Preparation, flexibility keys to beginning journey
A journey of a thousand miles begins with a single step.
Studying abroad was always something I knew I needed to do, but I never thought it would be this hard.
Take packing, by far the hardest part of predeparture shenanigans. It’s not just the logistics of fitting everything needed (and nothing more) for five months in two suitcases and a backpack.
But there’s also emotional baggage to unpack.
This is the longest I’ve been out of the country, and the biggest move I’ve ever made since going to college.
Nothing about that should be easy.
I am lucky that I have absolutely no qualms about my host family, who sounds simply wonderful. I think I’ll be able to conquer the language, and I’m confident I’ll be able to, for the most part, understand and be a part of the culture.
But I’m not pretending there won’t be challenges. I’ll miss my girlfriend and my friends. I’ll have a tough time adjusting to classes. My first day there I will probably lose something absolutely vital to my survival.
The challenges I face will be unknown to me until they happen.
And that’s the scariest part.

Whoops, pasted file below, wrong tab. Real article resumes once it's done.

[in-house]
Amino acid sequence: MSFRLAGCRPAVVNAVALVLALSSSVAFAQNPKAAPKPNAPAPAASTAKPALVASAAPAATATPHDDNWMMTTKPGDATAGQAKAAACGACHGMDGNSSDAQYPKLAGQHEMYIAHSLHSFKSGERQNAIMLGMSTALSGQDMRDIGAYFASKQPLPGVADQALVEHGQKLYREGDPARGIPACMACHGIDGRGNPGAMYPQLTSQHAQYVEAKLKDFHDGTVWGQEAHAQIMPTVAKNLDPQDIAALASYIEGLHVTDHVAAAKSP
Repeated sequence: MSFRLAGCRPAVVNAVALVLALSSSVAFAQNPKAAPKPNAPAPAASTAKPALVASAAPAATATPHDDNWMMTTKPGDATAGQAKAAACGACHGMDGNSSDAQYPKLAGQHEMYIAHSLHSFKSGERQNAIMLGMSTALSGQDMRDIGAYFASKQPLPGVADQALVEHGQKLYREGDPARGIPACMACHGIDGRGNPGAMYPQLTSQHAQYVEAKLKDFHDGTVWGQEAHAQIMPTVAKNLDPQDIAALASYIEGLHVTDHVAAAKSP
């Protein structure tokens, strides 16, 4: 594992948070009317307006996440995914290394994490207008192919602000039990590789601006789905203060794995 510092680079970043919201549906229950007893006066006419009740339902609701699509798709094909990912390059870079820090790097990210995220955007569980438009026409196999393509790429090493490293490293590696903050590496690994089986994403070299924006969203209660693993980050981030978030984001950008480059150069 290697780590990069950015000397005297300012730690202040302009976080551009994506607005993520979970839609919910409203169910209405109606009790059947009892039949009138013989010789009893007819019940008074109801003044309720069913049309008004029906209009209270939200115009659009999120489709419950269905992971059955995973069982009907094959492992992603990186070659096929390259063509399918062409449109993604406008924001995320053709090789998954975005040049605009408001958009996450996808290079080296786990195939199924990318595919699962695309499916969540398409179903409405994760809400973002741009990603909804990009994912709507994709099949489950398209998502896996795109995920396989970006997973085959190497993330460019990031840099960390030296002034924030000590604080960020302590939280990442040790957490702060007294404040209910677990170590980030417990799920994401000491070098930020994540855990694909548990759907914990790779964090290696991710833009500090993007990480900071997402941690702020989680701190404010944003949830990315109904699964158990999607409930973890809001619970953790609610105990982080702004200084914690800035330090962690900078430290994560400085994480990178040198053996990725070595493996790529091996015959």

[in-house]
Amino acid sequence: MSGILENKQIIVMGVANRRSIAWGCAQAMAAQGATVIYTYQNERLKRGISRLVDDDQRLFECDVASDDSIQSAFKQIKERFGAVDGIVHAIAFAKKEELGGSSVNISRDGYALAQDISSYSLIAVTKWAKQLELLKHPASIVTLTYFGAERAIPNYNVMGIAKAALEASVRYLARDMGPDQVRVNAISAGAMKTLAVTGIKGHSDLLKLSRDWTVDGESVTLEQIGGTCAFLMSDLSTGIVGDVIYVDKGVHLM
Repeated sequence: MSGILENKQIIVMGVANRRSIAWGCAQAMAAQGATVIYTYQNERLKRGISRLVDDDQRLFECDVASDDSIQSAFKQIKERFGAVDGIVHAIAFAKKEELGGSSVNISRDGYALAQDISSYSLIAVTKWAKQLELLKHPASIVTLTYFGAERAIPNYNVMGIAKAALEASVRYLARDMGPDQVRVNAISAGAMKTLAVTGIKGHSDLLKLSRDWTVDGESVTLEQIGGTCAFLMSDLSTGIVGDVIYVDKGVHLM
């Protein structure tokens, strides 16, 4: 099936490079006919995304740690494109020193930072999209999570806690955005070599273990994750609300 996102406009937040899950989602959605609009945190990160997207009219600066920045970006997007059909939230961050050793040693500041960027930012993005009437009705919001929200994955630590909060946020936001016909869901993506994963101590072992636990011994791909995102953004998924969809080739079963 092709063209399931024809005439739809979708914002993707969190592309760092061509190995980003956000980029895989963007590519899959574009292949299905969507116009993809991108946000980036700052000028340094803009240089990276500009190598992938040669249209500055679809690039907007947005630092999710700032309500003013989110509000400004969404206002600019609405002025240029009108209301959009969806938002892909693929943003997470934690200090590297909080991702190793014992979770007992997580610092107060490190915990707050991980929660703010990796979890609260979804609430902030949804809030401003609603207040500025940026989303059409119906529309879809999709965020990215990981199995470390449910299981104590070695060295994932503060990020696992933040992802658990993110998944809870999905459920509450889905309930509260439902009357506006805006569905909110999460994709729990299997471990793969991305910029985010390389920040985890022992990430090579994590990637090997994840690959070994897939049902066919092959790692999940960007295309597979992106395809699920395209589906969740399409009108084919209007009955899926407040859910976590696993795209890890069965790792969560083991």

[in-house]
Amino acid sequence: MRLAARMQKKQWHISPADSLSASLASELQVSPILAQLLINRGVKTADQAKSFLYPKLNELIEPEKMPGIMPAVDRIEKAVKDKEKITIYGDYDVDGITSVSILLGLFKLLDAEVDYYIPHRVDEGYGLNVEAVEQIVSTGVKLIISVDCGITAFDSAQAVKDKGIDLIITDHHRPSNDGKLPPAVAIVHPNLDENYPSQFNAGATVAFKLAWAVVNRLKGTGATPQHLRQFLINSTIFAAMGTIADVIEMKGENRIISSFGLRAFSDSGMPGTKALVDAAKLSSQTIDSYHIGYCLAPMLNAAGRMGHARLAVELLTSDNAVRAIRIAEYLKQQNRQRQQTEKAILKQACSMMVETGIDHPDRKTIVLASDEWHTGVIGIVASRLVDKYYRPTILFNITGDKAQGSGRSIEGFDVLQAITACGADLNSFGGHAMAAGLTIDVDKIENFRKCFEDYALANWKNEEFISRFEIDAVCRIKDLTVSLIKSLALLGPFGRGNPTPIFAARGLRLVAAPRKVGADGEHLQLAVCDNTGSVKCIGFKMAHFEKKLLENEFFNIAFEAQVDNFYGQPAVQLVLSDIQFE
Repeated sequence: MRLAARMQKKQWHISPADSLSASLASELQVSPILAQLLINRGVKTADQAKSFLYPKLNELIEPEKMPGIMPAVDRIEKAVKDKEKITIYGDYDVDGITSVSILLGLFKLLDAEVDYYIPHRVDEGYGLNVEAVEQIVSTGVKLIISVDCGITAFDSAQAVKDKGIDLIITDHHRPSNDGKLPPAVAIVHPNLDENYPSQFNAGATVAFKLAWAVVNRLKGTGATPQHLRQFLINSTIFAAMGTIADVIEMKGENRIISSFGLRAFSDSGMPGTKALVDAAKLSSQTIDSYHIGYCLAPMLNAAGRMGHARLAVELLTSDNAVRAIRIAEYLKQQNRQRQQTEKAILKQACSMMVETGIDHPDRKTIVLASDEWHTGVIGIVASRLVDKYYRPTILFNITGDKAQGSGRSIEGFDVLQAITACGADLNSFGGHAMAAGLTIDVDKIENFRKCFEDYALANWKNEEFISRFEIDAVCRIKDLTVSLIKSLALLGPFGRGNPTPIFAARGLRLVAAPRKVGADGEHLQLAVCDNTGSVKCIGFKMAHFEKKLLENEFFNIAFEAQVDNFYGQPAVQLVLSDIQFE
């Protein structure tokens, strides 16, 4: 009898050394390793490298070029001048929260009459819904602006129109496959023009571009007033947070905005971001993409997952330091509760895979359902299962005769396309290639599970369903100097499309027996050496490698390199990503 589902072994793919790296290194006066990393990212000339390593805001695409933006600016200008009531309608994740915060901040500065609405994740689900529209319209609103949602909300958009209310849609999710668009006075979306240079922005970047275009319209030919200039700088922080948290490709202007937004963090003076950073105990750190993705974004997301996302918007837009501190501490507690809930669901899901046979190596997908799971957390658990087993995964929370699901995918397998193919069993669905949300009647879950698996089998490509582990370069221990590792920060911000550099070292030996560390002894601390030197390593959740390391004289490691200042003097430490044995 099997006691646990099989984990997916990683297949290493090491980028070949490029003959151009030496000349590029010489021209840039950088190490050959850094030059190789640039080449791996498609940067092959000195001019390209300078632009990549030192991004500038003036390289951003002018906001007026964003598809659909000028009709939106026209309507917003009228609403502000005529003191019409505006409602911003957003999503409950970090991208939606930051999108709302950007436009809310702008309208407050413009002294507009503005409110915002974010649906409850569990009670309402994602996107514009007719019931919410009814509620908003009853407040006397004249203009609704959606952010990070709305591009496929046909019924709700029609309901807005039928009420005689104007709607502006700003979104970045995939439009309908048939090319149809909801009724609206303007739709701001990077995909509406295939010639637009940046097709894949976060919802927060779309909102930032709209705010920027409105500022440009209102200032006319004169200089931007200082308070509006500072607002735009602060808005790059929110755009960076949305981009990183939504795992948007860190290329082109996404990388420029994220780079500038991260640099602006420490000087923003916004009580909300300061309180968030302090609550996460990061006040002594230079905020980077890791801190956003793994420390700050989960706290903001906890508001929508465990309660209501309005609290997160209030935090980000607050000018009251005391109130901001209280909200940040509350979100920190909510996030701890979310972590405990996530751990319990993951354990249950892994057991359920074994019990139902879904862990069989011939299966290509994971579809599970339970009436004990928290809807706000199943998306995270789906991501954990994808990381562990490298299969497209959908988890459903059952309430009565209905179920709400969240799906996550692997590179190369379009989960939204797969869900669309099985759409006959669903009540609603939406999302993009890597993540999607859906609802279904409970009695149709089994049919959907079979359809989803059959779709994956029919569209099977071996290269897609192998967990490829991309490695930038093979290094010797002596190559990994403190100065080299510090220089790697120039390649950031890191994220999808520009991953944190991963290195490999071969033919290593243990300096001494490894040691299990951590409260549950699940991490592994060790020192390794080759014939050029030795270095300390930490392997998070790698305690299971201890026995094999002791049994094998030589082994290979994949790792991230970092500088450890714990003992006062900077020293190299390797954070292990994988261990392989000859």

As per usual when I get nervous, every little obstacle becomes a molehill.
False alarms regarding missing documentation? I’m going to get sent back to the states!
I forgot my sunglasses? I’m going to go blind!
My foot hurts? I’m going to die!
(I’m only slightly exaggerating.)
There’s no real way to fully prepare for studying abroad, but a few tactics have really helped:
- Reading any and all literature sent by my host and home institution was helpful (and the stuff I didn’t read, I lived to regret).
- Connected with a good friend of mine who just finished the same program in the same country at the same university. She’s been a huge boon to me, both as a resource and as a friend.
- Contacting study abroad staff or host university advisers with any questions (they’re there to help!).
- Understanding that being open to new challenges can cushion the impact when they hit.
None of that fully prevented the dizziness and the lightheadedness from time to time, simply from imagining how nervous I was for this trip.
Any major change, such as moving to a foreign country, is hard. The more preparation, the better. Any and all obstacles can and will appear, and I’ve learned that the ability to take a deep breath and tackle a single problem one step at a time is a healthy and simply normal way to handle any problem, no matter the language of the question.